(276d) Toward Practical Applications of Synthetic Biology: Part Mining to Construction of Programmable Cells

Moon, T. S., Washington University in St. Louis
Shopera, T., Washington University in St. Louis
Immethun, C., Washington University in St. Louis
Henson, W. R., Washington University in St. Louis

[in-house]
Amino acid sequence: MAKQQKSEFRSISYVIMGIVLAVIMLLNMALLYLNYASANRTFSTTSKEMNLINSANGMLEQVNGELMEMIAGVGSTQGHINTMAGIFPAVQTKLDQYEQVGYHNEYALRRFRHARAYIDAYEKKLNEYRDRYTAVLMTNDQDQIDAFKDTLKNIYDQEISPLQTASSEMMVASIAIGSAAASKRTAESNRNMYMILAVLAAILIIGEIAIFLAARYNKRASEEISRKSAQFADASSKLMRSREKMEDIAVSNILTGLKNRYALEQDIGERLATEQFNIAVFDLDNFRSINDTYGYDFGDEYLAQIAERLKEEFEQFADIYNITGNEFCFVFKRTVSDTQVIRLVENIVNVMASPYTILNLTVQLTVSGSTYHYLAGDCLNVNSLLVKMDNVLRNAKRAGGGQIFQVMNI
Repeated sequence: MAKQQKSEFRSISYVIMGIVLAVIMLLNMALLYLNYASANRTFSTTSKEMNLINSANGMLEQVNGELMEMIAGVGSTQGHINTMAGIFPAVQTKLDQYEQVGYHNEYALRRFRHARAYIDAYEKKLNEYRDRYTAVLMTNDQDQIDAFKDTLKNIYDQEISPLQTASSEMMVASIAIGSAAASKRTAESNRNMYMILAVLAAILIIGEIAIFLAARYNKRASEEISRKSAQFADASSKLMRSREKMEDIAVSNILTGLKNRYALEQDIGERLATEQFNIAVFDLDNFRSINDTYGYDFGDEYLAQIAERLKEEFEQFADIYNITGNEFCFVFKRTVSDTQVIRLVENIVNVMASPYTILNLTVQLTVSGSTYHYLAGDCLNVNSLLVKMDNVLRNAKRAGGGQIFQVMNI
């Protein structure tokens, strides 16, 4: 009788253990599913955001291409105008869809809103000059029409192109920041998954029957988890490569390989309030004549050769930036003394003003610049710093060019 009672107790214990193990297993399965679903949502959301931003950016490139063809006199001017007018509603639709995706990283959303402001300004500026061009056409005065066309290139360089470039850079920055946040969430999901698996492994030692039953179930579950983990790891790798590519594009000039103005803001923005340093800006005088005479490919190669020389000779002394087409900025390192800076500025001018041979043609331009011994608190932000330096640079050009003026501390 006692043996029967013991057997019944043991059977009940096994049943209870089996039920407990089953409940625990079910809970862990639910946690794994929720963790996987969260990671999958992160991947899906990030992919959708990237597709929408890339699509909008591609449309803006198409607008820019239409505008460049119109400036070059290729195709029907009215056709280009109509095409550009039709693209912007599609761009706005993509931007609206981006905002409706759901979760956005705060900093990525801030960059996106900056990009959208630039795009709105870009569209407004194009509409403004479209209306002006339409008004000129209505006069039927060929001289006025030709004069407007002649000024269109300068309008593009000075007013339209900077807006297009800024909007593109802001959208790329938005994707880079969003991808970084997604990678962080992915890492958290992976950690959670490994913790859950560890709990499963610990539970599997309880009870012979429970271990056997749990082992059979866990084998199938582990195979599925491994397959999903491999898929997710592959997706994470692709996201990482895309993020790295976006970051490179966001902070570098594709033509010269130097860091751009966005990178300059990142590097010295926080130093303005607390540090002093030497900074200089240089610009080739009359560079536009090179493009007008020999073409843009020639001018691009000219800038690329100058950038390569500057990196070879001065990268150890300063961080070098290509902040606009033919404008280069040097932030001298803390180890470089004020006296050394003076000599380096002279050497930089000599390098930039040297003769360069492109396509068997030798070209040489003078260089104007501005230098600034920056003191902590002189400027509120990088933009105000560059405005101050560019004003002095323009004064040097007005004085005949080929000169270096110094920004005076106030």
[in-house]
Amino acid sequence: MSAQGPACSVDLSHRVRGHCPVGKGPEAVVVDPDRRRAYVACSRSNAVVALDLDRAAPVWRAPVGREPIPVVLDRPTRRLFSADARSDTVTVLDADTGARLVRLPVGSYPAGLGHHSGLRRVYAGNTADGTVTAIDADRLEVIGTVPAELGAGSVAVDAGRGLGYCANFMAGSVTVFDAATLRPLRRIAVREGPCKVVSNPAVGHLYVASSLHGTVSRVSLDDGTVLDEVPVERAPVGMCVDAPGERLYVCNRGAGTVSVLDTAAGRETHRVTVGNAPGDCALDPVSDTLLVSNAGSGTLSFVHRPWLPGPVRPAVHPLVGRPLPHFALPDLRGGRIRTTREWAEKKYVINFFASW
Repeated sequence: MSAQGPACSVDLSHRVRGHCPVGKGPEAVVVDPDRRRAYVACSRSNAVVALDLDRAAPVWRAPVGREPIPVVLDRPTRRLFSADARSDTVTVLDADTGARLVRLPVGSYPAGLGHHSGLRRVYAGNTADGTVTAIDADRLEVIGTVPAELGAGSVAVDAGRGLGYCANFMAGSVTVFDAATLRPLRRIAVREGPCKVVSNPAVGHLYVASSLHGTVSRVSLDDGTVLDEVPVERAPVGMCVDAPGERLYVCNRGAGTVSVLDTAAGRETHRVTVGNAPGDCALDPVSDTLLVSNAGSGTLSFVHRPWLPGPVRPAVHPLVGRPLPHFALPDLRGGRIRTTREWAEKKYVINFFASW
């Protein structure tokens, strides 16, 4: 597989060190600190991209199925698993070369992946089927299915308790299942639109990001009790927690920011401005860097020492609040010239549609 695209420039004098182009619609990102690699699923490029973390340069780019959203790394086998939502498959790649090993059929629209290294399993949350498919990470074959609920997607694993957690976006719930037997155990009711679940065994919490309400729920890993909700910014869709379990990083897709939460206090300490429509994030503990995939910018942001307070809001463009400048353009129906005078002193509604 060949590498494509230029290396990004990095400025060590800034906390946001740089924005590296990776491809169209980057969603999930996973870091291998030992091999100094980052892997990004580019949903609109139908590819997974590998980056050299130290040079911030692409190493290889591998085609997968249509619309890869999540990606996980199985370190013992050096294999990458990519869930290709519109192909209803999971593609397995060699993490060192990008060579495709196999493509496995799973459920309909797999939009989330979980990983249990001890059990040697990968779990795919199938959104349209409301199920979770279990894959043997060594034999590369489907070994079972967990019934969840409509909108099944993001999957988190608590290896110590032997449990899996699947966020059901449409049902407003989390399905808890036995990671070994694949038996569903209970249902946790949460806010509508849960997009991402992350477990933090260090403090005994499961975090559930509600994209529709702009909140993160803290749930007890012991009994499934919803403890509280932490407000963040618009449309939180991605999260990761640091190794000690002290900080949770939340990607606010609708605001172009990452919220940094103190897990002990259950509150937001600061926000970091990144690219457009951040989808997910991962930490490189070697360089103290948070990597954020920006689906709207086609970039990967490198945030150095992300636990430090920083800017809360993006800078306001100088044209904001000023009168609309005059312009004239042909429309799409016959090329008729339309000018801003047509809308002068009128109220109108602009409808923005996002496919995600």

The past decade has witnessed the power of synthetic biology in the creation of synthetic devices and systems that help to understand complex biological systems.  However, its potential for real-world applications has not been fully exploited.  One of its promising applications is the construction of programmable cells that are able to integrate multiple environmental signals and to implement synthetic control over biological processes. Here, we harness a toolbox of genetic parts from bacteria to construct genetic circuits. To this end, genetic parts have been recruited from various organisms and assembled into genetic devices, which were characterized using fluorescent proteins as outputs. Our programmable cells contain environmental sensors to distinguish various conditions and multi-input logic programs with genetic memory to generate the output only when the user-defined conditions are met. We will present progress on the construction of such engineered cells toward practical applications, such as disease prevention and chemical production.